sceince of mind 1We get by. When those around us have more, we feel cheated. When those around us have less, there is this sense of satisfaction, or gratitude, or relief at our good fortune, that makes us happy. I don’t think most of us consciously want to have more than others, but I do think that we define normal based on what we see.

Everyone in the neighborhood has a hover car but you and maybe one other person. Feeling bad? No one in the neighborhood has a car of any kind but you and this real rich guy up the hill. Feeling good? You get the idea.I recently read a short story that intimated that fairly tale princesses were far less well off than today’s teenagers. I’m going to go out on a limb and say that princesses were happier though, because they were special. Then again maybe not. We are talking about about teenagers here.

At any rate, a while back I hit a difficult time in my career and I was feeling pretty sorry for myself. I’d made my way into some management positions early on and the perks were pretty nice. I had a corner office and I do like my windows. Nice wood furniture and big plants can make you feel pretty important, especially when yours is little nicer than everyone else’s on the floor.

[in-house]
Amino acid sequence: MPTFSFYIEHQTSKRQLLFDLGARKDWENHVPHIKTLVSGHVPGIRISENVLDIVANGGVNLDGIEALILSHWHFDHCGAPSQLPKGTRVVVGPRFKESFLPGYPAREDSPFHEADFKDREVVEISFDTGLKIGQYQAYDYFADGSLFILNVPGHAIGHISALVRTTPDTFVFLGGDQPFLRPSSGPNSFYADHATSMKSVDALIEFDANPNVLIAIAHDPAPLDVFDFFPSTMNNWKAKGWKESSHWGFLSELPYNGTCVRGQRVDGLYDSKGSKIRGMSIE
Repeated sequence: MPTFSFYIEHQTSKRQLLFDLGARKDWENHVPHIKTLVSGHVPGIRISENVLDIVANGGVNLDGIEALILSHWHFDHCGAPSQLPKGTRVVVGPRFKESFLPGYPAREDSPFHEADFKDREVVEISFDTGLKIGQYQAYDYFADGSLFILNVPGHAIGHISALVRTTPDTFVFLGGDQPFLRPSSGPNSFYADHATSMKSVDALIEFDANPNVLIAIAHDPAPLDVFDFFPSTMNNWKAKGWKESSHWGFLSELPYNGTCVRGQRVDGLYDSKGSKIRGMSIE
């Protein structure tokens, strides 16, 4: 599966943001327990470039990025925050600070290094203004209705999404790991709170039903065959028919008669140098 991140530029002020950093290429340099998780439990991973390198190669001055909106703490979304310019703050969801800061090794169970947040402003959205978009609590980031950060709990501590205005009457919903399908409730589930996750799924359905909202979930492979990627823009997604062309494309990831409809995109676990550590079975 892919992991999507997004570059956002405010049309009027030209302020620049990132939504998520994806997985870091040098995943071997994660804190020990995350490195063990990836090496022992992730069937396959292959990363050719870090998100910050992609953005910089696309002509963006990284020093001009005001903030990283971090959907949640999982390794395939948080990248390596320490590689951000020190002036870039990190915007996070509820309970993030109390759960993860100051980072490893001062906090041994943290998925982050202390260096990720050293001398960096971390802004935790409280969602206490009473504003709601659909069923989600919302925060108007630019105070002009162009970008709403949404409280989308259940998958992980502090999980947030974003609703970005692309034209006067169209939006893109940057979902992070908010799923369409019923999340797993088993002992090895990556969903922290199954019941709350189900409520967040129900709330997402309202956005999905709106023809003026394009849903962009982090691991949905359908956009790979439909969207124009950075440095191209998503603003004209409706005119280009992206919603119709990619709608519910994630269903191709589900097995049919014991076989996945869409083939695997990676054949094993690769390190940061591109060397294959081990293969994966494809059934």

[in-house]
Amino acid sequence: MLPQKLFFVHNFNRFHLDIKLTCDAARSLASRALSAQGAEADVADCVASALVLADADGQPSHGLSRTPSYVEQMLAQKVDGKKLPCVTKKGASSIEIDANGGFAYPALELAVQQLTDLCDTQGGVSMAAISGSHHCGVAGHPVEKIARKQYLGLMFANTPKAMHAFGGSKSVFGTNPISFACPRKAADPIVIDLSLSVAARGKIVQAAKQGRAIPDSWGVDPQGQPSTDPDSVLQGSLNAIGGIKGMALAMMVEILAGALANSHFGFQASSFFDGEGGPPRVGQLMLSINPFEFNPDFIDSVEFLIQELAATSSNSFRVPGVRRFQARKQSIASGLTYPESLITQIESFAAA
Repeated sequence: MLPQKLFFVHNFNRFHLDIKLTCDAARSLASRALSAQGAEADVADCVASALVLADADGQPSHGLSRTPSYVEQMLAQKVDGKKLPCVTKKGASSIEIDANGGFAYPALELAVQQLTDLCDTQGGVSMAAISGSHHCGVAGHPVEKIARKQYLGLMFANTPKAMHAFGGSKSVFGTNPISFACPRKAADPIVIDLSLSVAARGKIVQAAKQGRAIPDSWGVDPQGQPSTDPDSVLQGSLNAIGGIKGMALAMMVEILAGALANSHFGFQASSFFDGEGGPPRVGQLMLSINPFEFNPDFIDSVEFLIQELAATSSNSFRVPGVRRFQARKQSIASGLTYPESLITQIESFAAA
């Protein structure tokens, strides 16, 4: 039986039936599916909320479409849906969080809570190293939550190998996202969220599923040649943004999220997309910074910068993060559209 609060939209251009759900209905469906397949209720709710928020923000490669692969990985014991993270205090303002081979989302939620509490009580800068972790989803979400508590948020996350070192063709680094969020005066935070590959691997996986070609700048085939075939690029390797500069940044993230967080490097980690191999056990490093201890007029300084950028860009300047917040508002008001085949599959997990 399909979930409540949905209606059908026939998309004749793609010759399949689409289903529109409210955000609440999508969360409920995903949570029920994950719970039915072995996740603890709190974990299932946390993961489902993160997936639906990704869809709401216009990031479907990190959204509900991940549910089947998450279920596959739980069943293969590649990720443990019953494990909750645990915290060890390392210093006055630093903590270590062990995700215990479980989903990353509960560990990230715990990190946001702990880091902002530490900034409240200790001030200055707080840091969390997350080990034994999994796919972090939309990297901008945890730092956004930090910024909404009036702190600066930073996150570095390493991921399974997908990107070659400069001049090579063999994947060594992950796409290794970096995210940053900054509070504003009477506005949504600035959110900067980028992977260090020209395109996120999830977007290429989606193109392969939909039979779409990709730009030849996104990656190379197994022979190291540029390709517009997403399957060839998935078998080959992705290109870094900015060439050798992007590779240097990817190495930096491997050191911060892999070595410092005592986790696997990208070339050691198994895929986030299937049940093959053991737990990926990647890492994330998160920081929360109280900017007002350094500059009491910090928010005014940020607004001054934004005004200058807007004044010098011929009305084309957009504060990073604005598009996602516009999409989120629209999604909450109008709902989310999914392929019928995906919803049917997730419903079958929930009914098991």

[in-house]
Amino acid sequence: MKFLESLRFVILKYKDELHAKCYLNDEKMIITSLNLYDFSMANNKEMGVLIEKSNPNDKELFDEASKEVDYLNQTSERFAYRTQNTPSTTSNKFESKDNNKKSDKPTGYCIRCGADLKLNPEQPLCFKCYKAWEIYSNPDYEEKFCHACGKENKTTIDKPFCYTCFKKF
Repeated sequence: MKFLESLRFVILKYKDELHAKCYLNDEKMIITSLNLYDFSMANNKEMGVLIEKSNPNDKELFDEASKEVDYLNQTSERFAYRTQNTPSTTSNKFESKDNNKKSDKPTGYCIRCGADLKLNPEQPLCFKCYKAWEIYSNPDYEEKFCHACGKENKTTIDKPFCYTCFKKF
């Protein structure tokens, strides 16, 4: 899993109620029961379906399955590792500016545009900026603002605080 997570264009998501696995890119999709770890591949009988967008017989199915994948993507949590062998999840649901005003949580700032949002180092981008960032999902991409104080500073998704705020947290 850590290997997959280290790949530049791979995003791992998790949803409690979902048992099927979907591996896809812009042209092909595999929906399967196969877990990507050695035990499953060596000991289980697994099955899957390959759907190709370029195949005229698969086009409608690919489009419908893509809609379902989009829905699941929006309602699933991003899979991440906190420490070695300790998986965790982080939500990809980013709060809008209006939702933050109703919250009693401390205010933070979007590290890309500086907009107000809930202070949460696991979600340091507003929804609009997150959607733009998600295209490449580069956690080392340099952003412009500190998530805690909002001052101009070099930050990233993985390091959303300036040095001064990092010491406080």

Things changed. My company was bought out and as my career morphed with new circumstances, I returned to technical work and a single window, cheaper office furniture and a small plant. Still not bad.Things kept changing. I had choices to make and went with consulting as I liked the freedom. But consultants usually get put in cubes. My little cubicle wasn’t bad. I could see out of a window down the hall. But when a new contract put me in the tiniest cube yet in the darkest corner of a windowless room, something in me screamed. This isn’t fair. I work hard. The situation wasn’t helped by the many beautifully furnished window offices sitting empty, being held for “real” employees soon to be hired.

Okay, I thought, time to get a grip. So I started to do what I do best. I began to make things up.